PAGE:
Being a daughter of a successful coach can be tricky. For Aimee and Christina Petrides, it’s half the story.
Christina Petrides is the volleyball coach at the Institute of Notre Dame, where sister Aimee is a junior co-captain. Their father, George, has been at the helm of City College’s football program for five decades.
“It’s kind of weird because she’s my sister. I’m still going to listen to her because she’s my coach,” said Aimee Petrides, an outside hitter. “I do realize she doesn’t yell at me as much.”
Christina Petrides, a 2003 IND graduate, returned to her alma-mater last season as a varsity assistant and junior varsity coach. When the head varsity position opened up, the IND administration approached her.
“I didn’t want it. I just wanted to coach JV,” said Petrides. “They didn’t have anyone else and I couldn’t let these girls not play volleyball.”
“I didn’t want her to be my coach,” admitted Aimee. “Now, it’s fine because I feel it’s the same even though she was only an assistant last season.”
The Indians defeated Catholic, 25-14, 25-23, 23-25 and 25-19, in an IAAM non-conference match at IND’s Knott Gymnasium Monday evening. After starting the season 0-7, IND (3-8 overall) has won three of its last four decisions.
“We looked a lot better than at the beginning of the season. They’re finally getting it, staying focused and staying on our toes,” said Christina Petrides. “Once we got our passing down, we were able to play volleyball.”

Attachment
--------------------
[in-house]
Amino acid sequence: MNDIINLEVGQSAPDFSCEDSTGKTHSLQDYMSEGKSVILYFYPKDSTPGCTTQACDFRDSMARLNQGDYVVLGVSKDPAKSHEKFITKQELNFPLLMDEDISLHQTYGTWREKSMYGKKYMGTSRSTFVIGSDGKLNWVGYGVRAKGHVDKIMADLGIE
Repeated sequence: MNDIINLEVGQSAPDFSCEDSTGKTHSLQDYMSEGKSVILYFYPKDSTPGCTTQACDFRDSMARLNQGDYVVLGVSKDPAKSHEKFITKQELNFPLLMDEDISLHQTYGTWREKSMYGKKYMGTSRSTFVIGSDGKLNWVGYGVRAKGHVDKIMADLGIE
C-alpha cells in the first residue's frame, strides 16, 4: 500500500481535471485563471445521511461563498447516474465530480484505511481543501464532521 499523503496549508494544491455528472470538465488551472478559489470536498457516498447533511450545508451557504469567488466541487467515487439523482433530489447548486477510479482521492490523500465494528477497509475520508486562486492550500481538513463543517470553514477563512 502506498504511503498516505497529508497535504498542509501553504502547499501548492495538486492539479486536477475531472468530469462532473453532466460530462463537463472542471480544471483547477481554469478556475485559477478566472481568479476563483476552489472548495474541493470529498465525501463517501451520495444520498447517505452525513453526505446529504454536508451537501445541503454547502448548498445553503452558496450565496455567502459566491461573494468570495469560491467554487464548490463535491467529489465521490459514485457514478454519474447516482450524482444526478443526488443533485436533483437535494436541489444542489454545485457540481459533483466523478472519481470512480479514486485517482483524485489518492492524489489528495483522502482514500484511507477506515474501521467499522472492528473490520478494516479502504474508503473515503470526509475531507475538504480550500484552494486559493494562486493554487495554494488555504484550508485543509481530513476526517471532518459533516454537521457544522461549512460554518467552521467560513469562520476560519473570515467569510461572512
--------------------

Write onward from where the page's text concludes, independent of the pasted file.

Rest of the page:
Petrides said she had to lean on her father for coaching advice. George Petrides has won 228 games in 35 seasons at his alma-mater.
“I feel I have so much to live up to,” said Christina, who coaches both the varsity and junior varsity volleyball squads. She doesn’t think she’ll have the coaching longevity her father has had.
The Petrides sisters point to their dad for their competitive streak. Aimee plays basketball and lacrosse at IND, while Christina participated in volleyball and swimming.
In the Petrides’ household, coaching and observations stay on the doorsteps.
“He usually doesn’t bring home his coaching,” said Aimee Petrides. “I don’t think it’s a lot of different than if my dad had a different job.”
“I can lose a big game and not bring it home with me,” said Christina Petrides. “If he [George Petrides] lost the City-Poly game and it was a close game, we never felt affected by it at home.”
Christina Petrides said her dad is much different than the stotic figure who’s been on the City College sidelines through seven U.S. Presidents and Governors of Maryland.
“He would wake me and my sisters singing songs, and he would drive us insane because he wouldn’t stop talking,” laughed Christina. “He’s always joking around. Whenever I go to his football games and watch him, I’m like if anyone knew what he was like at home, they’d be like ‘No way, not coach Petrides.’”
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